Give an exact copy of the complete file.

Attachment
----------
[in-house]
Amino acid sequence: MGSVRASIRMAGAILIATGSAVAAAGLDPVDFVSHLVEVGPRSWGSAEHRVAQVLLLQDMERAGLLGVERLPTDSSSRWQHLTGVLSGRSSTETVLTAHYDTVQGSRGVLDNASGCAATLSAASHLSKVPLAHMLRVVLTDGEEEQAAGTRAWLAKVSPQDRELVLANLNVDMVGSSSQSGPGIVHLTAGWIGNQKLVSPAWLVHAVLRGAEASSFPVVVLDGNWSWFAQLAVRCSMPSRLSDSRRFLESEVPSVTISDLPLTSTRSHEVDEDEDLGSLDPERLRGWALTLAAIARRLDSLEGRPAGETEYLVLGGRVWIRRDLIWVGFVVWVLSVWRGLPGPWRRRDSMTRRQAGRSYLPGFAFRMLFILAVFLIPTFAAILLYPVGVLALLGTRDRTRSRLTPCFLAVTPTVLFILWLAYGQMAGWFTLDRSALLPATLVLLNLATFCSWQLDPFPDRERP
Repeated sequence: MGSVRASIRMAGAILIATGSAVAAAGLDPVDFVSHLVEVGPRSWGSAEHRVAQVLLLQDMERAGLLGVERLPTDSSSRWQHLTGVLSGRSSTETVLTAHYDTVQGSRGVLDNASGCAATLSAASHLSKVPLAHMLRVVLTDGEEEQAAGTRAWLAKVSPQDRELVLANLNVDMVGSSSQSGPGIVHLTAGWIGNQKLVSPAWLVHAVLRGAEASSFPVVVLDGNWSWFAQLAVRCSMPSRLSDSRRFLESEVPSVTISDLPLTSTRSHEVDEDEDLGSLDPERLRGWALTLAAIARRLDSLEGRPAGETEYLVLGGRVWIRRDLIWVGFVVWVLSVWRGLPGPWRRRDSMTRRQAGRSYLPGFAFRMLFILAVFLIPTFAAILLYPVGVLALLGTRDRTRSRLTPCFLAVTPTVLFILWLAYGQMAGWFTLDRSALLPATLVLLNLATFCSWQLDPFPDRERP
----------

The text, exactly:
[in-house]
Amino acid sequence: MGSVRASIRMAGAILIATGSAVAAAGLDPVDFVSHLVEVGPRSWGSAEHRVAQVLLLQDMERAGLLGVERLPTDSSSRWQHLTGVLSGRSSTETVLTAHYDTVQGSRGVLDNASGCAATLSAASHLSKVPLAHMLRVVLTDGEEEQAAGTRAWLAKVSPQDRELVLANLNVDMVGSSSQSGPGIVHLTAGWIGNQKLVSPAWLVHAVLRGAEASSFPVVVLDGNWSWFAQLAVRCSMPSRLSDSRRFLESEVPSVTISDLPLTSTRSHEVDEDEDLGSLDPERLRGWALTLAAIARRLDSLEGRPAGETEYLVLGGRVWIRRDLIWVGFVVWVLSVWRGLPGPWRRRDSMTRRQAGRSYLPGFAFRMLFILAVFLIPTFAAILLYPVGVLALLGTRDRTRSRLTPCFLAVTPTVLFILWLAYGQMAGWFTLDRSALLPATLVLLNLATFCSWQLDPFPDRERP
Repeated sequence: MGSVRASIRMAGAILIATGSAVAAAGLDPVDFVSHLVEVGPRSWGSAEHRVAQVLLLQDMERAGLLGVERLPTDSSSRWQHLTGVLSGRSSTETVLTAHYDTVQGSRGVLDNASGCAATLSAASHLSKVPLAHMLRVVLTDGEEEQAAGTRAWLAKVSPQDRELVLANLNVDMVGSSSQSGPGIVHLTAGWIGNQKLVSPAWLVHAVLRGAEASSFPVVVLDGNWSWFAQLAVRCSMPSRLSDSRRFLESEVPSVTISDLPLTSTRSHEVDEDEDLGSLDPERLRGWALTLAAIARRLDSLEGRPAGETEYLVLGGRVWIRRDLIWVGFVVWVLSVWRGLPGPWRRRDSMTRRQAGRSYLPGFAFRMLFILAVFLIPTFAAILLYPVGVLALLGTRDRTRSRLTPCFLAVTPTVLFILWLAYGQMAGWFTLDRSALLPATLVLLNLATFCSWQLDPFPDRERP